Secure Shell or SSH is a highly versatile application layer network protocol used for secure communication between networked hosts (in Server/client model). Designed as a replacement for telnet with Public-key cryptography for data confidentiality on unsecured networks ie. Internet.
SSH is most popular on Unix like systems and used for remote administration, tunneling, TCP and X11 forwarding and even file transfer (SFTP and SCP). This post will focus on SSH on windows as I mostly work with it, and for me one of the most interesting features – the SSH tunneling / TCP forwarding.
Most popular flavor on POSIX systems is OpenSSH, that includes ssh (the client), sshd (the SSH server daemon), scp, sftp and others.
On Windows: You can actually go with the same OpenSSH package under Cygwin (Unix-like environment for Microsoft Windows).
There are of course some Windows native servers and clients, notable:
KpyM Telnet/SSH Server, freeSSHd, the unbeatable PuTTY and its many forks with my favourite being KiTTY.
DD-WRT and Open-WRT feature Dropbear SSH server and client for its light use of resources.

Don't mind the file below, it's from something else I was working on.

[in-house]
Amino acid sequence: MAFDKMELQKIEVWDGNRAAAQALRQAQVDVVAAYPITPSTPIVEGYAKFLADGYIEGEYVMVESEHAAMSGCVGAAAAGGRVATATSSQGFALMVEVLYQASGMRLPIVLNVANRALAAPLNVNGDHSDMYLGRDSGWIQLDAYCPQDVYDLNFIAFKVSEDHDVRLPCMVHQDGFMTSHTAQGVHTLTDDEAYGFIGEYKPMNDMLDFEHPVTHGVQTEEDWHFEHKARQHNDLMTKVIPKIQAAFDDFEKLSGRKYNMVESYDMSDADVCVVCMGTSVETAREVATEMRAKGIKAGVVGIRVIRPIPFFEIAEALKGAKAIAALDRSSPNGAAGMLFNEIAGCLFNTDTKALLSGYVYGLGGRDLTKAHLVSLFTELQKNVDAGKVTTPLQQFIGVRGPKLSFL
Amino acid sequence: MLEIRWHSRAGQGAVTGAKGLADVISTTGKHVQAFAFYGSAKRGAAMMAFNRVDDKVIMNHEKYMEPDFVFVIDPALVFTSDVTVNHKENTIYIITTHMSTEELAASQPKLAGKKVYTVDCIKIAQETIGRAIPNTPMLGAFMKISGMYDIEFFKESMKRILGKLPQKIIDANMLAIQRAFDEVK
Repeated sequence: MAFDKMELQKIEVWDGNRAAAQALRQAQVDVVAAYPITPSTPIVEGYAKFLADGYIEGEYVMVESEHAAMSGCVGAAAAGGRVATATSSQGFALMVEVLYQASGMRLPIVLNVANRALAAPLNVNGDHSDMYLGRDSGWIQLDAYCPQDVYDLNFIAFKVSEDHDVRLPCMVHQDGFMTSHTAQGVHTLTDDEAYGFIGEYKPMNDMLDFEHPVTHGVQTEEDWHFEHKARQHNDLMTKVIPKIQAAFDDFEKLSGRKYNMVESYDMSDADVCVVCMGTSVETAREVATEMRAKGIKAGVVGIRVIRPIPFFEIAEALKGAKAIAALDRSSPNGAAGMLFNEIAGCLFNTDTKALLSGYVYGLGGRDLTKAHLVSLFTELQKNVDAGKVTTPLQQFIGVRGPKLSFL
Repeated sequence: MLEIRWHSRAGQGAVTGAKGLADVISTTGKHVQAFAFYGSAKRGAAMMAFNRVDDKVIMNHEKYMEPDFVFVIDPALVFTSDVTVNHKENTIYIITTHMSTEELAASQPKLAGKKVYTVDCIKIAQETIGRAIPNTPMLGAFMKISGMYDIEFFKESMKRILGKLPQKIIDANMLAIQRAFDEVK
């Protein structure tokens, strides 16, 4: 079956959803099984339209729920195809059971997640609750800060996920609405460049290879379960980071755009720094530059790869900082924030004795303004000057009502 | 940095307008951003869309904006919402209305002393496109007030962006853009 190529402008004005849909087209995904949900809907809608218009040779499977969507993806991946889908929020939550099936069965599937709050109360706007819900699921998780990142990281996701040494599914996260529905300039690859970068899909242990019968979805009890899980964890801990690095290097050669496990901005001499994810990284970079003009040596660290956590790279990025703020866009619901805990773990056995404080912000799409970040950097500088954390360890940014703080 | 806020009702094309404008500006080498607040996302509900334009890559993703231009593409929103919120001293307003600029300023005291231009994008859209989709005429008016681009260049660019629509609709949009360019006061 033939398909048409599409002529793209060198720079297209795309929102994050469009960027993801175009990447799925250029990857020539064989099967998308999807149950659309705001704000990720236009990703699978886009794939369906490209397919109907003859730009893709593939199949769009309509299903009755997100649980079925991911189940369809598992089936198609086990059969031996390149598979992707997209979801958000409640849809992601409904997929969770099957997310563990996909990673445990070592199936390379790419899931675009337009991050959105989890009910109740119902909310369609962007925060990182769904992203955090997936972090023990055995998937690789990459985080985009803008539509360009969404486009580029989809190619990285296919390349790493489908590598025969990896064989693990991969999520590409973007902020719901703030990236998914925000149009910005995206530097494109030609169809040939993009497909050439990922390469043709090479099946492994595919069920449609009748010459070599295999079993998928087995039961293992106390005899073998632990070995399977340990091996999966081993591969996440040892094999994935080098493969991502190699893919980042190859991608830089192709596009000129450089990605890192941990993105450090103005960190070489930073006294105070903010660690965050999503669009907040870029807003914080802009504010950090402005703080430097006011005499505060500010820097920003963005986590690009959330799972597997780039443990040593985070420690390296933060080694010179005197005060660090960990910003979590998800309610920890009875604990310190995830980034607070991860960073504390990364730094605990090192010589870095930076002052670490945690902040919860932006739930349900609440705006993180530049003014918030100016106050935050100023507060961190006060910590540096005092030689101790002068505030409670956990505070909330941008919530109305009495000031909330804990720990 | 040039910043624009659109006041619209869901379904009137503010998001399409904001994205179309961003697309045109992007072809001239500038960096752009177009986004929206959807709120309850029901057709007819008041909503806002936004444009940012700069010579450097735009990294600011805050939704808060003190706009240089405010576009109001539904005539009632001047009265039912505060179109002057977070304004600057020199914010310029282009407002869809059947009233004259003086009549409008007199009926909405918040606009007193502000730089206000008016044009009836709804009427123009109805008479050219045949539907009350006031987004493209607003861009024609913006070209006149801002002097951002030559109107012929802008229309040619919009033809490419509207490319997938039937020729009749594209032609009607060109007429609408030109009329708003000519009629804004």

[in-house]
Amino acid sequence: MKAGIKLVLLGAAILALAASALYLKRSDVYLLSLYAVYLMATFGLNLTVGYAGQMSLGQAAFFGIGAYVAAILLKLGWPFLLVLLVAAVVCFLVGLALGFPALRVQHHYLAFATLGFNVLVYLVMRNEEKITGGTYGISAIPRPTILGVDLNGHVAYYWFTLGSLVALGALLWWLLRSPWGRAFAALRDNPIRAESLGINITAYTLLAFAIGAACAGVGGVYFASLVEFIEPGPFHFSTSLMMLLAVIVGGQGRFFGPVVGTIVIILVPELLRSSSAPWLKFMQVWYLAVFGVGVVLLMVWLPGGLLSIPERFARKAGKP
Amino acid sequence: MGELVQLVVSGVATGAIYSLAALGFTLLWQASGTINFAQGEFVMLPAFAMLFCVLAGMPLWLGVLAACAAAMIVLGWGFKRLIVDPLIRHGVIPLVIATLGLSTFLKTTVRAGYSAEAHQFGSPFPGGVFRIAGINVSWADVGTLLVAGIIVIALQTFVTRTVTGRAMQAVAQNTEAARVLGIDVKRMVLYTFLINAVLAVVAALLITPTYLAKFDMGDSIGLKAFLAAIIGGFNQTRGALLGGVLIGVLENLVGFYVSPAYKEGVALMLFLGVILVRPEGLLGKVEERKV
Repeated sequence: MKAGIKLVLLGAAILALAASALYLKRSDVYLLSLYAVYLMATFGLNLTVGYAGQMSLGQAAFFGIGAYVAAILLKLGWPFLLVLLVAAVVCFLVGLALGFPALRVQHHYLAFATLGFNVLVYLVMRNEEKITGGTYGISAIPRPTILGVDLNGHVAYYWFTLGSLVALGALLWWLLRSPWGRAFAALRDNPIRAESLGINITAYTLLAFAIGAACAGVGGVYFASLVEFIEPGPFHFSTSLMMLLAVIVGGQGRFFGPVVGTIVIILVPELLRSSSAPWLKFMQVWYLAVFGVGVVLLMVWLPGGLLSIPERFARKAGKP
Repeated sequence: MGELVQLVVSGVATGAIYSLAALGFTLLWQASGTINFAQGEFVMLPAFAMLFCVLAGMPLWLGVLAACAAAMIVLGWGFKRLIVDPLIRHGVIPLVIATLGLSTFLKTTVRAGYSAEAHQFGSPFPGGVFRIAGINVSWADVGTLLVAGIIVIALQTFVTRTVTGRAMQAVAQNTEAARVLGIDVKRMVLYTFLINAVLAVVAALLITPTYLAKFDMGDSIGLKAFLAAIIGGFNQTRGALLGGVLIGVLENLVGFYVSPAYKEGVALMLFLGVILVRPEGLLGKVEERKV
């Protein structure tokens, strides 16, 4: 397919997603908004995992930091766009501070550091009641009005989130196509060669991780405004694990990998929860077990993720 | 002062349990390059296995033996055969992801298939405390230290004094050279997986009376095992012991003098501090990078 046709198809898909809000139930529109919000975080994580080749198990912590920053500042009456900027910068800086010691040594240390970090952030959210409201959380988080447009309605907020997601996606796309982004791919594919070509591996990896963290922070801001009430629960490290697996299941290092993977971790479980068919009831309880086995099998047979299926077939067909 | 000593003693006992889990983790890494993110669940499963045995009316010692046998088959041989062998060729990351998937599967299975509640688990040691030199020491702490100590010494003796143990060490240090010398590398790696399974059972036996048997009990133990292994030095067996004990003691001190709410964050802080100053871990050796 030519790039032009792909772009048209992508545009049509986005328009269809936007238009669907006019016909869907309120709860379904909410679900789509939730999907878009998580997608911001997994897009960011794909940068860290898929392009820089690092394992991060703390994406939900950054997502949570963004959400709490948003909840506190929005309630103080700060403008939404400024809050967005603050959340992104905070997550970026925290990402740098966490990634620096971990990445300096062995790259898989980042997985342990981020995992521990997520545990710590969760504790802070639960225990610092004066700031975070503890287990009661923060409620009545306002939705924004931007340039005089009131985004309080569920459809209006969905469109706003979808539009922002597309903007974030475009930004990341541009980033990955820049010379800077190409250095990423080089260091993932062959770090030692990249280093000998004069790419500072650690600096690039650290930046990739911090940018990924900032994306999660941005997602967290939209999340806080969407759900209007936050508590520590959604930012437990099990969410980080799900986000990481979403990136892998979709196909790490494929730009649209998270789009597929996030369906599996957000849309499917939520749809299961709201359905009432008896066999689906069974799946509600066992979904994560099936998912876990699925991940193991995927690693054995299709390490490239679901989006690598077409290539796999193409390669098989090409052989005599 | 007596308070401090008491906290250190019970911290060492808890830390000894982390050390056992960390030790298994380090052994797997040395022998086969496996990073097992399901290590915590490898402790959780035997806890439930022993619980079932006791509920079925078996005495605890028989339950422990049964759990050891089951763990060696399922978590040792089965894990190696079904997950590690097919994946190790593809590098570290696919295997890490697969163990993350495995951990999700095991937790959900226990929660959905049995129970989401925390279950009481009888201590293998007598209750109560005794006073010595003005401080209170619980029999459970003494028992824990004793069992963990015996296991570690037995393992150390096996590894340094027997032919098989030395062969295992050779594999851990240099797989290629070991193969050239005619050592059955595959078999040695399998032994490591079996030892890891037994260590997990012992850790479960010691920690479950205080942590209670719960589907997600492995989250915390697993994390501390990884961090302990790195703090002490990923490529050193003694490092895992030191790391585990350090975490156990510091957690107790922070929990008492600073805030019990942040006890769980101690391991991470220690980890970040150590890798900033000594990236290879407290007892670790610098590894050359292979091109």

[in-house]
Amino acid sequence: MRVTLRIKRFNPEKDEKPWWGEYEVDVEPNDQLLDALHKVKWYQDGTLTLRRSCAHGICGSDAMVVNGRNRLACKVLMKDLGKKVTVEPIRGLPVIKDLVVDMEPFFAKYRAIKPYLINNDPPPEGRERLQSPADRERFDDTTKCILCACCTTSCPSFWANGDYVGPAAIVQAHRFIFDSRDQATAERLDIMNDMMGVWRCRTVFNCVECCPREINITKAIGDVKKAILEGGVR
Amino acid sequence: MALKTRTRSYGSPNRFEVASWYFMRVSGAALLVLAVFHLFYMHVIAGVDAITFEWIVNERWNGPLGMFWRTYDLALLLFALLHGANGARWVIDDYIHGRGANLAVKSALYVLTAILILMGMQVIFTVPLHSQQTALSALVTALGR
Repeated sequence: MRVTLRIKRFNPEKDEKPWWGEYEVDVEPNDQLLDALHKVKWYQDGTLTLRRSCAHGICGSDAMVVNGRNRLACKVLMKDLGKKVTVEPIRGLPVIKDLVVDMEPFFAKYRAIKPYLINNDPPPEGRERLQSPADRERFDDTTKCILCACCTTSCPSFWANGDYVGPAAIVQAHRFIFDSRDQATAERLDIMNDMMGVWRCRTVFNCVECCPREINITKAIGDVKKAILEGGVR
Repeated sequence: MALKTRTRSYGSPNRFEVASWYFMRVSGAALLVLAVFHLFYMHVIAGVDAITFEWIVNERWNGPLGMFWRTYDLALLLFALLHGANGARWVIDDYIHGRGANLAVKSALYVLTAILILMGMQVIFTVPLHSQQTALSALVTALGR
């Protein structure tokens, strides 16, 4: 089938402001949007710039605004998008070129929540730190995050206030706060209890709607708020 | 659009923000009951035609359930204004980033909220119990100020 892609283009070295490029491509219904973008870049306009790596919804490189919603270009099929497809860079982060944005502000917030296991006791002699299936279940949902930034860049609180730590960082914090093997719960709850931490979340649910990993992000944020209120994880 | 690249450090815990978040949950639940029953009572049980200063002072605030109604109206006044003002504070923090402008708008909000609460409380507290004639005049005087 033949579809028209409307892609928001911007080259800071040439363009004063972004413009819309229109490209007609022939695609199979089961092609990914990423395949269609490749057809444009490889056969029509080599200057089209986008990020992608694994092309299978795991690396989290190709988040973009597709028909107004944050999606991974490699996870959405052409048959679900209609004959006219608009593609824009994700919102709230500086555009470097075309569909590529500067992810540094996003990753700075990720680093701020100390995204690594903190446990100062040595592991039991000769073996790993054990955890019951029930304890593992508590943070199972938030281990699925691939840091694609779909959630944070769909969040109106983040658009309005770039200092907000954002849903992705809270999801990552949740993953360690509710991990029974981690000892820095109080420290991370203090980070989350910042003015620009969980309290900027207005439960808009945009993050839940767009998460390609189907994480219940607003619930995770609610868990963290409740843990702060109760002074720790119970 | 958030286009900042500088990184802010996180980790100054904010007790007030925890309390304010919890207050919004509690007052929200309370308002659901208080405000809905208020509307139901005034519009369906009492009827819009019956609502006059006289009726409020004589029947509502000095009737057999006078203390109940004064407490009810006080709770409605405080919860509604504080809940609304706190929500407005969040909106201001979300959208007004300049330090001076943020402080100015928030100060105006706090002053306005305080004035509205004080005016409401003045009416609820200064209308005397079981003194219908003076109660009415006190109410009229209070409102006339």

Local port forwarding
Local port forwarding enables you to tunnel TCP traffic from your machine to ssh server or remote network that ssh server has access to.
SSH client on your local machine listens on specified port and forwards all TCP traffic to the specified destination address and port.
For example: VNC Viewer (with traffic destined to localhost on port 5900 > SSH client listening on port 5900 and forwarding traffic to the specified IP and port on server side of the tunnel -> server -> Other hosts that server has access to (optional).
Note that local port is arbitrary port number as long as you can specifiy it in software that you wish to tunnel.